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Plumbing code outlines the best and most modern methods to be used in plumbing installations. Since the plumbing in any private or public building is a part of the community water and sewage disposal system, it is vital that such installations should not be left to the discretion of irresponsible individuals. The protection of the public health and safety must be maintained by the establishment of sound code provisions.

A plumbing or sanitation code is not a “plumber’s code”, like a code of honor. It is rather a set of Rules and Regulations imposed by cities, counties, and states on anyone who undertakes any work involving the installation of drinking water, sewer or toilet facilities in homes, offices, factories, schools and hospitals. Regardless of who might do the work, plumbing and sanitation codes require that it be done in a specific, safe manner because it was found that failure to do so caused widespread disease, which can be crippling and deadly-to the community.

Plumbers and most jurisdictions within the United States typically follow the Universal Plumbing Code (UPC) set forth by the International Association of Plumbing and Mechanical Officials (IAPMO), which is updated every couple of years to take into account new technologies and knowledge. While the UPC is the general standard for plumbing codes, be aware that your city, county, or state may have different or additional plumbing codes that must be followed. It is best to always contact your local authorities before beginning any DIY plumbing project, and be sure to work with a licensed plumbing contractor for bigger or more involved projects to ensure not only that you’re following the law, but also that your project will be completed in the safest, most effective manner.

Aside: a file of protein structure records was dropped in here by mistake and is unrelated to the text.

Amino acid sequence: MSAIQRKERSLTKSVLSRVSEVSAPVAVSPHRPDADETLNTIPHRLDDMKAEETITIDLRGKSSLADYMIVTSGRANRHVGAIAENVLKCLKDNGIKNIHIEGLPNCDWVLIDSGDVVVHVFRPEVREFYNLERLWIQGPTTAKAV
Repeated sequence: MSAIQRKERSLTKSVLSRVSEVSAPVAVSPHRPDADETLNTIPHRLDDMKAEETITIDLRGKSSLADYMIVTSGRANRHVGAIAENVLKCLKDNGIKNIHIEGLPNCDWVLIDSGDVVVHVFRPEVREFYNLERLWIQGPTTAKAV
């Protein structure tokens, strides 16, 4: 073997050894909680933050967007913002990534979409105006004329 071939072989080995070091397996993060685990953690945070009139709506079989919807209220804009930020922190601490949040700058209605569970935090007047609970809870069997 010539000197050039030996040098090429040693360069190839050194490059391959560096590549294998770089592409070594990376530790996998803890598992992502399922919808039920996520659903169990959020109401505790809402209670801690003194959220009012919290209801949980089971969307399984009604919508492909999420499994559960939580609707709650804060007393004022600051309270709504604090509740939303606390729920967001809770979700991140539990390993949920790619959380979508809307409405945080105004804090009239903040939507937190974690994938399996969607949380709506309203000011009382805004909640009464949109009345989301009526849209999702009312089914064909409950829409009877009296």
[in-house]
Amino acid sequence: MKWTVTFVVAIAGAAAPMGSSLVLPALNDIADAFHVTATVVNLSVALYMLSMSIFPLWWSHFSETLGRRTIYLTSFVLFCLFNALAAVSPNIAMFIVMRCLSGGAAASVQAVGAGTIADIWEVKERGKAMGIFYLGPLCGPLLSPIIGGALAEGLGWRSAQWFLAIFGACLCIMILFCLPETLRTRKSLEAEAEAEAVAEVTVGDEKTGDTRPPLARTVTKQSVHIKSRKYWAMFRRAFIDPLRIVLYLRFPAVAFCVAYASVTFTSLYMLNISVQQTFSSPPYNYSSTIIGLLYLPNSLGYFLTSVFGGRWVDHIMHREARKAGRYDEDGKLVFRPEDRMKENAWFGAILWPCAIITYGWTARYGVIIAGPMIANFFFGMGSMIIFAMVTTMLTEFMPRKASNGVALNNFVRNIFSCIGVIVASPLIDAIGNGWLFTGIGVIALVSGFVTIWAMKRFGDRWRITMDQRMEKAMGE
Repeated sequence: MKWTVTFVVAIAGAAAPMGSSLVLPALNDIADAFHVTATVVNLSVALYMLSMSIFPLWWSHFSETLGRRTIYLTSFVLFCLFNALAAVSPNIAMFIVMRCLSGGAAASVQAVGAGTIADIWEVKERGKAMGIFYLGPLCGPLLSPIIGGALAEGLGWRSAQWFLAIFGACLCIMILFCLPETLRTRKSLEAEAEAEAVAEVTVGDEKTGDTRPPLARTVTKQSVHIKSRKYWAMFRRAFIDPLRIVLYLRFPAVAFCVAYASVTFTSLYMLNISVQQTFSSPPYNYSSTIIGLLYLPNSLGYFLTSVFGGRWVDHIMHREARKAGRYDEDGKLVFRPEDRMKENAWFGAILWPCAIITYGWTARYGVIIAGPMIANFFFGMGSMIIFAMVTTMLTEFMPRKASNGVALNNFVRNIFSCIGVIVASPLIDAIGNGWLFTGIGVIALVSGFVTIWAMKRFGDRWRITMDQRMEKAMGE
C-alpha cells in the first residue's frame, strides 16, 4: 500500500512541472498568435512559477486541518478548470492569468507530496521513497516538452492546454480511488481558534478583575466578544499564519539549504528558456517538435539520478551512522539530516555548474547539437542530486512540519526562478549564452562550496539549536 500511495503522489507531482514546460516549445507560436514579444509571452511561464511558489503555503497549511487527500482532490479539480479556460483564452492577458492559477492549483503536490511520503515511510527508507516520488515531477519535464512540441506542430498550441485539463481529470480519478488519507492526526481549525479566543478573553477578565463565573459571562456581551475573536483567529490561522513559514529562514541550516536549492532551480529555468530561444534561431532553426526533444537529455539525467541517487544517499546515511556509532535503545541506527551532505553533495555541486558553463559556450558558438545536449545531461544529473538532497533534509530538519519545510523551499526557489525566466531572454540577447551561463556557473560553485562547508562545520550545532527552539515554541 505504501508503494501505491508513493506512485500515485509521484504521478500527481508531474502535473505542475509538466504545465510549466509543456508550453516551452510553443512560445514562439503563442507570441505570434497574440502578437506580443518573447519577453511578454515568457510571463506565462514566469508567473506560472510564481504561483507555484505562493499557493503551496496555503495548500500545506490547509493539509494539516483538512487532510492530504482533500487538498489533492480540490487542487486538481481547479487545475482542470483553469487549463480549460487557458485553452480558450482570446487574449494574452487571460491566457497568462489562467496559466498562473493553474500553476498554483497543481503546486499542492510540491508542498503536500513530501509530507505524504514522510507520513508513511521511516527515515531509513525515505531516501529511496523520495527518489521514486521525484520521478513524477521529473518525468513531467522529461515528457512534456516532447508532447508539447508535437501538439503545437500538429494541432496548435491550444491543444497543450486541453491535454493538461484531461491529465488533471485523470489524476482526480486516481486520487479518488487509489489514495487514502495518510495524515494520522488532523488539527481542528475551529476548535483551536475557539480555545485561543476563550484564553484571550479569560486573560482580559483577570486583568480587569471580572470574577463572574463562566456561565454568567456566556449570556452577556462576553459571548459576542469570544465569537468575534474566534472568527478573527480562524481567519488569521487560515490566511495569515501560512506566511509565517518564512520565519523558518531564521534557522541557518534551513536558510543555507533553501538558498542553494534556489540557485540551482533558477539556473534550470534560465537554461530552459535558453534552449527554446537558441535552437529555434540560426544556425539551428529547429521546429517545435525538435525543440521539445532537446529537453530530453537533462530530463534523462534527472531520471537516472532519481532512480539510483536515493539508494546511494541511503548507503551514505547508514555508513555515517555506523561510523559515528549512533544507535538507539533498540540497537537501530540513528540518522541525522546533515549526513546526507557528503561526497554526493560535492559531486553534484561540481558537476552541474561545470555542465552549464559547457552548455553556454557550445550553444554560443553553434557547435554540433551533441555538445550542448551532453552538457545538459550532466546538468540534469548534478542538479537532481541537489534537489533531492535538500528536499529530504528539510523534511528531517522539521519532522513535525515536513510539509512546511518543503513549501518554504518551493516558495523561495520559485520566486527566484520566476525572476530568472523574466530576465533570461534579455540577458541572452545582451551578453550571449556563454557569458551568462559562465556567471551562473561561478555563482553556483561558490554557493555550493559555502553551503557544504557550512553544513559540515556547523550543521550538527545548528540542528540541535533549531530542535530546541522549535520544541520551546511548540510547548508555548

2 Comments

  1. Brett Wagner

    so as “code”.. is it normal to go from a standard cast stack @4″.. to a @2″ run about 18″ long ( pvc) back to a 5″ pvc main that goes out of the house and ties to the public sysyetem ?.. cause that’s what i have and is now bottle necked at the reduction!

    Reply
    • Anthony

      Hi Brett – you’ll have to consult your local authority to see what code is in use in your area, but that doesn’t sound normal at all! You might also get some good information if you post your question over at http://www.plbg.com

      Reply

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